35 Deshusses, J., ‘Chronologic des grands sacramentaires de Saint-Amand’, RB, 87 (1977), pp. 2307 , and McKitterick, Rosamond, ‘Carolingian book production: some problems’, The Library, 12 (1990), pp. 133 , reprinted in McKitterick, Books, Scribes and Learning, ch. XII.

36 On the earlier St Amand usage exported to Salzburg see below, p. 79. A further factor in the promotion of the Gregorian type of sacramentary represented by the Hadrianum may have been its association with a pope, and with not only Gregory but Hadrian as well. As Ann Freeman has demonstrated, Hadrian was held in particular respect by the Carolingians: ‘The end of Carolingian orthodoxy’. Viator, 16 (1985), pp. 65-108.

37 For example, Florus the Deacon, De expositione missae, PL, 119, cols 16-72; Ratramnus of Corbie, De corpore et sanguine domini, PL, 121, cols 103-71, and J. N. Bakhuizen van den Brink, ed., Ratramnus De corpore et sanguine domini. Texte original et notice bibliographique (Amsterdam and London, 1974). Amalarius of Metz, ed. J. Hanssens, Amalarii episcopi opera liturgica omnia, 3 vols, Studi e Testi, 138, 139, 140 (Rome, 1948-50), however, is not representative, and needs to be set against all the other major and minor commentaries from the Carolingian period, many of them scattered throughout the Patrologia Latina.

38 Vogel, Medieval Liturgy, pp. 291-355; see also Palazzo, Le Moyen Age, pp. 163-72, and A.-G. Martimort, Les Lectures liturgiques et leurs livres, Typologie des sources du moyen âge occidental, fasc. 64 (Turnhout, 1992).

39 For example, Amiet, Robert, ed., The Freising Benedictionals, Munich, Bayerische Staatsbibliothek, Cod. lat. 6430, Henry Bradshaw Society, 88 (London, 1974).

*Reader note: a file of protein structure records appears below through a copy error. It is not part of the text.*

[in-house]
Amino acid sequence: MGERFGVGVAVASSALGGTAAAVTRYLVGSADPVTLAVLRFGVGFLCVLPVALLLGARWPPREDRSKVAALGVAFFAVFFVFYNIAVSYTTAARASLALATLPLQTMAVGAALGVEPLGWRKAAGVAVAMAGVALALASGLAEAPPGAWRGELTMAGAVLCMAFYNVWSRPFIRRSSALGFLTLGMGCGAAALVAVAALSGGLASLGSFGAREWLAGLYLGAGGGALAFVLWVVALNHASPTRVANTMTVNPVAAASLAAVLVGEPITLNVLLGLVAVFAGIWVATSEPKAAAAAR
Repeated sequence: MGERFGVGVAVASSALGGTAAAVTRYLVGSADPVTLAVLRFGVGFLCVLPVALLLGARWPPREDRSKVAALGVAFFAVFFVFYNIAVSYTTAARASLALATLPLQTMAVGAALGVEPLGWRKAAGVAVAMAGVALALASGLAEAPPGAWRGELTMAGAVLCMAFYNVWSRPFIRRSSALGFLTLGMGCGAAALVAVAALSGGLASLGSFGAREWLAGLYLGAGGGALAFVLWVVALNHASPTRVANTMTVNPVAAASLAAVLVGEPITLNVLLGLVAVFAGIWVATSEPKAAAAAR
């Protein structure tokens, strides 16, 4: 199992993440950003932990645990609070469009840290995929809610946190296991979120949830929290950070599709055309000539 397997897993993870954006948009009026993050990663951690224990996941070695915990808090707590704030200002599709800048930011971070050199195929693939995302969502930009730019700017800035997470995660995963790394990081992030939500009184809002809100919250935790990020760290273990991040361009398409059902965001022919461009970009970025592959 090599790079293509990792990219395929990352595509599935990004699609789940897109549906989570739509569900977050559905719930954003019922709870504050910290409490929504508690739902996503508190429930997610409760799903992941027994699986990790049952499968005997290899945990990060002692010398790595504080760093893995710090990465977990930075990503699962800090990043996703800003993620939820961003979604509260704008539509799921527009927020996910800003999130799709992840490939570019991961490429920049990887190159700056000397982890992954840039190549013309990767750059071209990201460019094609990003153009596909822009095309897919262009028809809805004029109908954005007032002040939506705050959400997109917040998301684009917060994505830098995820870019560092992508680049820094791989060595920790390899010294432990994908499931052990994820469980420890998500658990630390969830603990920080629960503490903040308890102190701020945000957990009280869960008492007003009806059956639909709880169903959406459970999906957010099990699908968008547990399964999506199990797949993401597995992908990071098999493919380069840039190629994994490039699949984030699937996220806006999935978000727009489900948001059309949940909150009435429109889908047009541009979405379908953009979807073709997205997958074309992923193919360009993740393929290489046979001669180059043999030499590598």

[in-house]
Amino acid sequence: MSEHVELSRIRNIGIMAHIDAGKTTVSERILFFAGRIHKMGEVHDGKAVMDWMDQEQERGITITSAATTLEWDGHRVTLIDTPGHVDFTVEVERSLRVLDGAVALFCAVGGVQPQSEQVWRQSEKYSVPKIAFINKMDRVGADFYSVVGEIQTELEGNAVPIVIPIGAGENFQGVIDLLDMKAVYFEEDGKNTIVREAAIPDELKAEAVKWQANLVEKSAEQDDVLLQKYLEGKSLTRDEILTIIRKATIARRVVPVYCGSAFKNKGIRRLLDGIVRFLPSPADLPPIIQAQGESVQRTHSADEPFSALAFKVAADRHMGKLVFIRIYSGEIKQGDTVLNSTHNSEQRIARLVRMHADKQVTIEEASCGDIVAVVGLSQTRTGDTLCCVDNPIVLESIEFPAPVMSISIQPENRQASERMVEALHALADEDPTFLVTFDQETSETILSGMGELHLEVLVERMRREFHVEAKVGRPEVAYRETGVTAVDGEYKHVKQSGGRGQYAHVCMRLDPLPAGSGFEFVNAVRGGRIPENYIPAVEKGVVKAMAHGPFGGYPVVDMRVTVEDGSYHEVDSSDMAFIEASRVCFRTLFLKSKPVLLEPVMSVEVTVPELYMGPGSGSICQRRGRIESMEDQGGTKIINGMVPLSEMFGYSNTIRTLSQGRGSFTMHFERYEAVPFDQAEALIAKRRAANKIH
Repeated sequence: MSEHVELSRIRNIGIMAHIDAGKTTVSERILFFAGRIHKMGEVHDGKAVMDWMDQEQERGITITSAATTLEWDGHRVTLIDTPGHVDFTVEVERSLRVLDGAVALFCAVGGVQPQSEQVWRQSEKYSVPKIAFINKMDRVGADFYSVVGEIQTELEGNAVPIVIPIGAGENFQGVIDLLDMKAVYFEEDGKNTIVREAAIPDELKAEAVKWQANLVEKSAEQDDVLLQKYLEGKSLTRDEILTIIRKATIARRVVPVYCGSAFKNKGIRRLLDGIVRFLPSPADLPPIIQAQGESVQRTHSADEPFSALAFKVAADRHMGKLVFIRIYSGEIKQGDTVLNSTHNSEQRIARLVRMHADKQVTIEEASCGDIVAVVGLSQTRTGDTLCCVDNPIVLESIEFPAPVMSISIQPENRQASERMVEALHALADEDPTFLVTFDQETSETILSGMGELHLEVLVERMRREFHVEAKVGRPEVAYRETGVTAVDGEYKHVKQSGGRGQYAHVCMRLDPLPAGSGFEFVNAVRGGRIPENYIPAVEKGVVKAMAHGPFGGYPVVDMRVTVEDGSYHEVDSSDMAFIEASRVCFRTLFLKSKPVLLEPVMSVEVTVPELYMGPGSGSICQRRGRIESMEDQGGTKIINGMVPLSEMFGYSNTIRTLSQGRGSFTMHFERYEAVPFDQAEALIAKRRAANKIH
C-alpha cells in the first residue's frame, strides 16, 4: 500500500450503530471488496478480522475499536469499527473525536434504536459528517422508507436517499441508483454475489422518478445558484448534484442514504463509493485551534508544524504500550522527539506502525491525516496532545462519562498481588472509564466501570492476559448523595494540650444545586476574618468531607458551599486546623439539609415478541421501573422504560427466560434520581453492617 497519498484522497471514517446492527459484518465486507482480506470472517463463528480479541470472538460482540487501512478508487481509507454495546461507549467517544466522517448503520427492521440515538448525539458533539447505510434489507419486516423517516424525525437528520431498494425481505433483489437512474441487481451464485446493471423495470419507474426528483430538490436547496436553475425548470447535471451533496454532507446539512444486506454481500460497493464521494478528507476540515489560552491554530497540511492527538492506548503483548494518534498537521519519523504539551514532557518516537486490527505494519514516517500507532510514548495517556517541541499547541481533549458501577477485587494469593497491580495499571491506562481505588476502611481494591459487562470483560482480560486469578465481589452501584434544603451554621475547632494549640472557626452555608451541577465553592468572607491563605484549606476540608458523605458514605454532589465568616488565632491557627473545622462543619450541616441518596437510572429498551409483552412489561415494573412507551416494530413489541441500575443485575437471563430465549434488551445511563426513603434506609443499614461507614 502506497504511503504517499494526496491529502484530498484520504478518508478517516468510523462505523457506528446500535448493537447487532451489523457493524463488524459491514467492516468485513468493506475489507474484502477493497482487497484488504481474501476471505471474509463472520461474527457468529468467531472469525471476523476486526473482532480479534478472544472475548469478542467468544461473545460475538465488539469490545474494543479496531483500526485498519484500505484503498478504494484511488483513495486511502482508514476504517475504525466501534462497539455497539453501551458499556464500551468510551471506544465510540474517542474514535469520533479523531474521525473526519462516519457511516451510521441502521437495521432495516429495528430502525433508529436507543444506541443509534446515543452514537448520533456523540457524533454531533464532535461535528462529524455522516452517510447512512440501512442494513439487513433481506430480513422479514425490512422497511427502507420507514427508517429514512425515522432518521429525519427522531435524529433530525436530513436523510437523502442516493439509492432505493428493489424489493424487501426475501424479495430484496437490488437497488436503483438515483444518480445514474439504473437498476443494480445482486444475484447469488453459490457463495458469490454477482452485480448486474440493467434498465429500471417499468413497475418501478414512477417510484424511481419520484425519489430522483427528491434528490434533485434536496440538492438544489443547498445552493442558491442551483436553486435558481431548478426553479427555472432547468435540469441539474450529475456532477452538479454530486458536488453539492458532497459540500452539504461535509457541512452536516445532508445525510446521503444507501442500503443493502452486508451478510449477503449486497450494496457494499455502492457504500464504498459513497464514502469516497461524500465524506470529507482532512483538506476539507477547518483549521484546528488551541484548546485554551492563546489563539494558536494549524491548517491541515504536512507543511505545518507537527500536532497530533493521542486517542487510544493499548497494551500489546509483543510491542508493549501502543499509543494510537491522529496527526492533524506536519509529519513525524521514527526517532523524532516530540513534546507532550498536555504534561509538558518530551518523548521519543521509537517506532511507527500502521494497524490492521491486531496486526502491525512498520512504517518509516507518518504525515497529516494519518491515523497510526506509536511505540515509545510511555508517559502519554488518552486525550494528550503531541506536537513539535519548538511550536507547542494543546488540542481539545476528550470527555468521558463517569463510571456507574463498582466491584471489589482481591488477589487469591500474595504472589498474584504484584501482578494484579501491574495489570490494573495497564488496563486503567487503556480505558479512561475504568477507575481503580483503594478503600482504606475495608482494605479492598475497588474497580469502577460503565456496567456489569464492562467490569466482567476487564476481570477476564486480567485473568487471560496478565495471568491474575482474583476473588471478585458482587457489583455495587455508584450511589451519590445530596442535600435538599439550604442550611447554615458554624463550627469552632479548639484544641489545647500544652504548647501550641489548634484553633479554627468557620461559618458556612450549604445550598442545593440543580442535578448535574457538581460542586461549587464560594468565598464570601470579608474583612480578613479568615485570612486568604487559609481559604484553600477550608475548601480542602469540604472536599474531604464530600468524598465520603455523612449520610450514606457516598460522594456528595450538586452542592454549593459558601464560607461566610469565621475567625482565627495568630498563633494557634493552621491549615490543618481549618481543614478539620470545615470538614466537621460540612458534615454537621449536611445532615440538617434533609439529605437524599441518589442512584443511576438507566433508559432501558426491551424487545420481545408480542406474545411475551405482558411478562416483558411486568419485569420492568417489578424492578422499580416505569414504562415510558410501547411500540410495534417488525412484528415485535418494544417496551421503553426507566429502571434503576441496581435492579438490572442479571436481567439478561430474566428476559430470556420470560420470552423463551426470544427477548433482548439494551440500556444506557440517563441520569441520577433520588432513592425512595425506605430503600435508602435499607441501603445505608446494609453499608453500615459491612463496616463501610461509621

40 For exposition, interpretation and bibliography see Susan Rankin, ‘Carolingian music’, in McKitterick, R. ed., Carolingian Culture: Emulation and Innovation (Cambridge, 1994), pp. 275316 ; see also M. Huglo, Les Livres de chant liturgiques, Typologie des sources du moyen âge occidental, fasc. 52 (Turnhout, 1988).

41 This is particularly evident once one explores the musical repertory: see Richard L. Crocker and David Hiley, eds, The Early Middld Ages to 1300, The New Oxford History of Music, 1 (Oxford, 1990), especially Kenneth Levy, ‘Latin chant outside the Roman tradition’, pp. 69-110.

42 Saxony would also serve as a useful area to examine, in that Christianity and ecclesiastical organization were introduced there primarily by the Franks. A study of the ecclesiastical development of Saxony from the later eighth to the tenth centuries is in preparation.

43 See Gottfried Mayr, ‘Frühes Christentum in Baiern’, and Wilfried Hartmann and Heinz Dopsch, ‘Bistümer, Synoden und Metropolitanverfassung’, in Hermann Dannheimer and Heinz Dopsch, eds, Die Bajuwaren von Severin bis Tassilo 488-788 (Salzburg, 1988), pp. 281-6, 318-26; K. Reindel, ‘Die Bistumsorganisation im Alpen-Donau-Raum in der Spätantike und im Frühmittelalter’, Mitteituttgen des Instiluis Für Österreichische Geschichtsforschuttg, 72 (1964), pp. 277-310 and F. Prinz, Frühes Mönchtum im Frankenreich, 2nd edn (Darmstadt, 1985).

44 Liber Pontificalis, ed. L. Duchesne (Paris, 1886), section 179, p. 398; see the discussion by T.F.X. Noble, The Republic of St Peter. The Birth of the Papal State 680-825 (Philadelphia, 1984), pp. 26-7.

45 Levison, Wilhelm, England and the Continent in the Eighth Century (Oxford, 1946), pp. 7880 and Wood, Ian, The Merovingian Kingdoms, 450-751 (London, 1993), pp. 4049.

46 Baesecke, G., Der deutsche Abrogans und die Anfange des deutschen Schrifttums (Halle, 1930).

47 Munich, Bayerische Staatsbibliothek, MS Clm 6224, and E. A. Lowe, Codices Latini Antiquiores 1-9 + Supplement (Oxford, 1935-1971) [hereafter CLA], 9, p. 1249, and see Bernhard Bischoff, Die südostdeutschen Schreibschulen und Bibtiotheken in der Karolingerzeit: 1, Die Bayrischen Diözesen, 3rd edn (Wiesbaden, 1974), 2, Die vorwiegend Österreichischen Diözesen (Wiesbaden, 1980), at 1, pp. 59 and 135.

48 Munich, Bayerische Staatsbibliothek, MS Clm 6298, CLA, 9, p. 1264, and Bischoff, Die südostdeut schen Schreibschulen, 1, pp. 59 and 141.

49 Bischoff, Die s࿏dostdeutschen Schreibschulen, 1 and 2.

50 Maassen, Geschichte der Quellen und der Literatur, pp. 476–86.